When development is inevitable, it may still be possible to direct it. My proudest achievement, Haverfield Park, was a wildlife-friendly development of three luxurious country estates, including protected long views, noise ordinances, architecture compatible with the city’s history, and protected wildlife habitat with corridors leading to a pond built in the area’s natural watershed.
Work was nearly invisible for the first ten years: new wells drilled, old fencing removed, engineered above-ground septic systems, drainage planning and driveway designs. By starting with a master plan early, these young trees were shading a new driveway by the time homes appeared.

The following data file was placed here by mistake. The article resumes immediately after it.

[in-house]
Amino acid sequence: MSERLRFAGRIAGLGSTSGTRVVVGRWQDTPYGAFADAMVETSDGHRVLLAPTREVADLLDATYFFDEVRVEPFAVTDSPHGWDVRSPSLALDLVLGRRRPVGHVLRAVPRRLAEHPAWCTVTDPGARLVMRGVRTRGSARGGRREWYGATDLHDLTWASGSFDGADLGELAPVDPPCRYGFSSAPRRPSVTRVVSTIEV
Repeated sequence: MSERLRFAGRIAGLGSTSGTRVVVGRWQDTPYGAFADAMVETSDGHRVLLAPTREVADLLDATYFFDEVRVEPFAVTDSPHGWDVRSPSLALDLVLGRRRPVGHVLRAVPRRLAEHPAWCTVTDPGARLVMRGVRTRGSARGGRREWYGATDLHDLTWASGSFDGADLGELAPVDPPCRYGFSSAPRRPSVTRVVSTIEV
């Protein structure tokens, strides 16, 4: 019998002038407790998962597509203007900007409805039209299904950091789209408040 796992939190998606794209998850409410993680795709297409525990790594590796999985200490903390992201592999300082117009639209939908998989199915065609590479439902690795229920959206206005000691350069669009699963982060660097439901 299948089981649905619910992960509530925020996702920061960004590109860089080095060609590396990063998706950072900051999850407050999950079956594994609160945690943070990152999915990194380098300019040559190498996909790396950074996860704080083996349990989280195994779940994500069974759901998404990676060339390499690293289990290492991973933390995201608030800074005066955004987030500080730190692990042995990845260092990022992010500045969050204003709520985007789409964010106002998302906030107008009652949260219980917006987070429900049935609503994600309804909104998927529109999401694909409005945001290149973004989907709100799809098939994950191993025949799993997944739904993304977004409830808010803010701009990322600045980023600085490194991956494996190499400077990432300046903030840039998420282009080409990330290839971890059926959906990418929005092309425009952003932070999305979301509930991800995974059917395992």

When Heron House was built in 2002, the landscape had begun to mature. Location shoots contributed to maintenance expenses.